Intellectual ownership of seed technology has long been argued. Some support the free exchange of seed and plant varieties because of the benefits to plant breeders and growers.
Others are in favor of intellectual property, which protects a company’s investments. But every issues has pros and cons. To determine the impact of intellectual property protection on seed development Stephen Smith and a team at Iowa State University conducted a study. Their results? Intellectual property protection benefits plant breeds and society.
Smith’s team studies the link in crop improvements to the economic welfare, health and nutrition of consumers. The results showed that, in general, protection for seeds benefited everyone when using genetic innovation as the standard for success.
“Future generations will rely upon an adaptive, productive, and sustainable agriculture,” he says, “conducted in a healthy and diverse biological environment.” That diversity demands the development of more crops with improved qualities.
According to Smith, intellectual property protection is necessary for several reasons. First, it helps researchers attract funding. This funding supports risky research that would not be possible otherwise. This research can lead to better products for farmers.
Second, intellectual property protection pushes crop research and development. This innovation is vital to meet increasing global challenges. Increased demand for crops, climate change, and attacks from diseases and pests are stark realities.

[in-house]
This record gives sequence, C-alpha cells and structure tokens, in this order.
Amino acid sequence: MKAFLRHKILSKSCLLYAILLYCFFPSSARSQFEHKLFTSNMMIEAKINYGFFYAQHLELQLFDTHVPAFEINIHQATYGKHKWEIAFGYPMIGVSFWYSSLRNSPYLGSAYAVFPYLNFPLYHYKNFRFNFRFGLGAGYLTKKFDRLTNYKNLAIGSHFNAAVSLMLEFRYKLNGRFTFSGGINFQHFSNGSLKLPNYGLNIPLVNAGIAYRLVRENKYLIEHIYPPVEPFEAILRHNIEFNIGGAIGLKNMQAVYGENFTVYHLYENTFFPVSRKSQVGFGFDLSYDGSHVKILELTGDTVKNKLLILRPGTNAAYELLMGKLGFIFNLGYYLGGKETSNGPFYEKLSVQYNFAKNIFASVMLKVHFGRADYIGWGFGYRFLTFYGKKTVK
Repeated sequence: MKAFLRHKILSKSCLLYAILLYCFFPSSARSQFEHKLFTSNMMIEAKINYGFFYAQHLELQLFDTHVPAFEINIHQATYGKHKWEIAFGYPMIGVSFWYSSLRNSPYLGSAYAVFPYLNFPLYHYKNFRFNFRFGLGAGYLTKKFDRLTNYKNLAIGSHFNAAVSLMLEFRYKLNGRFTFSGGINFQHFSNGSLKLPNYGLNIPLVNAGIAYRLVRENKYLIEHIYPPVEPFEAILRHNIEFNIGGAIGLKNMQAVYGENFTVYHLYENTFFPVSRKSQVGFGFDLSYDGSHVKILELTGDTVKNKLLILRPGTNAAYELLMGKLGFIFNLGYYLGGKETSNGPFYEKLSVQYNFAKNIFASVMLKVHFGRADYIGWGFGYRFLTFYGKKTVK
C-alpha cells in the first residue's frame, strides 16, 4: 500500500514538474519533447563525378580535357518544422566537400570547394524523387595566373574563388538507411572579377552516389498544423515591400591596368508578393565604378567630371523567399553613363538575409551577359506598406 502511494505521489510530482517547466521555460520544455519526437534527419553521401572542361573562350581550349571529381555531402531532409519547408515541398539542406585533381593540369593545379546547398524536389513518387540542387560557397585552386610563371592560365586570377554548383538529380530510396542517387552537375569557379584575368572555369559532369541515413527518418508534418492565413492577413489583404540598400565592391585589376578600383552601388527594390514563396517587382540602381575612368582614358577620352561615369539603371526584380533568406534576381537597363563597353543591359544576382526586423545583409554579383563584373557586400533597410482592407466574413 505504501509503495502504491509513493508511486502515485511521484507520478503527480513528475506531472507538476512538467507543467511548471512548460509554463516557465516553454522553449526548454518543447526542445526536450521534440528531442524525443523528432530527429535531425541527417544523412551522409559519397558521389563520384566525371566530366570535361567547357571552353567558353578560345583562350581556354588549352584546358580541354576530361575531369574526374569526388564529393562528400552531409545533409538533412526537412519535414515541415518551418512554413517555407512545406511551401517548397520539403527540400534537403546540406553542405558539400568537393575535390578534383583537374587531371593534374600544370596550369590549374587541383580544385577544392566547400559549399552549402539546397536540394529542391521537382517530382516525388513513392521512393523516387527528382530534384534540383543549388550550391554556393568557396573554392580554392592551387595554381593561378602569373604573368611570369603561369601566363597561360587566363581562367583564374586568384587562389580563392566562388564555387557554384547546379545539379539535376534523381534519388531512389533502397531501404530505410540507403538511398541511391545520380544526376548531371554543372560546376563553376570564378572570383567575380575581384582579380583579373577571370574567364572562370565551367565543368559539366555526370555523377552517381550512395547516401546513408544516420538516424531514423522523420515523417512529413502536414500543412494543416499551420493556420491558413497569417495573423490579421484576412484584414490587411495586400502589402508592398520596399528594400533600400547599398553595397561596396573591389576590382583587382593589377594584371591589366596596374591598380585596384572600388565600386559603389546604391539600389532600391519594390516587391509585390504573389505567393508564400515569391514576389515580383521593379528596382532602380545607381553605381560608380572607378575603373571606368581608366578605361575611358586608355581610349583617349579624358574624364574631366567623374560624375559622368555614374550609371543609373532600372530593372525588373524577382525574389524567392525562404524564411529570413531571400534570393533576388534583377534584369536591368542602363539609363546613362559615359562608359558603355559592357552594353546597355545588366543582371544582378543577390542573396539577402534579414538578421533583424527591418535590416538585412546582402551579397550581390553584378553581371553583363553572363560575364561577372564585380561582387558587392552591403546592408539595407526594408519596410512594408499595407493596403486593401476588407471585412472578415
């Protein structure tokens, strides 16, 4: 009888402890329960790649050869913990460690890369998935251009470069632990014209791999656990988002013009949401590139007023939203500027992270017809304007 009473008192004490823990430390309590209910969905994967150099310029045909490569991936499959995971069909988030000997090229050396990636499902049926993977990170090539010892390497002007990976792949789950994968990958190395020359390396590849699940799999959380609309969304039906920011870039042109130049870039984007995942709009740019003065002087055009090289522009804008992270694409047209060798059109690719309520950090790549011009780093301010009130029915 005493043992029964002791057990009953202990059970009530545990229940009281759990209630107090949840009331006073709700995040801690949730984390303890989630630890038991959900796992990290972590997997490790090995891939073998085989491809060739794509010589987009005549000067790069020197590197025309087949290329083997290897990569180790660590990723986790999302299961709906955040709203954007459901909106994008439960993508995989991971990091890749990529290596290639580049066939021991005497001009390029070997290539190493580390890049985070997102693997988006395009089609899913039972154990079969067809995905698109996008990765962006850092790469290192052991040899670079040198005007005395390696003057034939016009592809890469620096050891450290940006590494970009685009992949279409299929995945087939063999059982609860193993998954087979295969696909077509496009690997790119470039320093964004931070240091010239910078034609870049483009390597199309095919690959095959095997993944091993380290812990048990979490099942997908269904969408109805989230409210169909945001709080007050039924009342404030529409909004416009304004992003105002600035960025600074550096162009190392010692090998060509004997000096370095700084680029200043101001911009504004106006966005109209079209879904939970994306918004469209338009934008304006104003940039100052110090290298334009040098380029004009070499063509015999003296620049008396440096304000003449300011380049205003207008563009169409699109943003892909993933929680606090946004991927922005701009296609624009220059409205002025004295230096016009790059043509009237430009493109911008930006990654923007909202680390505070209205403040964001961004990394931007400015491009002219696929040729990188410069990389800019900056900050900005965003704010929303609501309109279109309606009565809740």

Finally, Smith says, “Protection is essential to help prevent misappropriation of varieties and counterfeiting of products.” Such practices hurt the abilities of farmers to run their business. They can also lead to crop failure if seeds or crop varieties are mislabeled.
Factors considered in the study include “strength and length” of the protection and the cost of purchasing or developing genetic stocks and new technologies. Without intellectual property rights companies have no incentive to produce innovative plant varieties. “Private sector funding would not occur sustainably without the opportunity to obtain some degree of exclusivity on sale and commercial returns,” Smith explains.
You can read more about his work in Crop Science.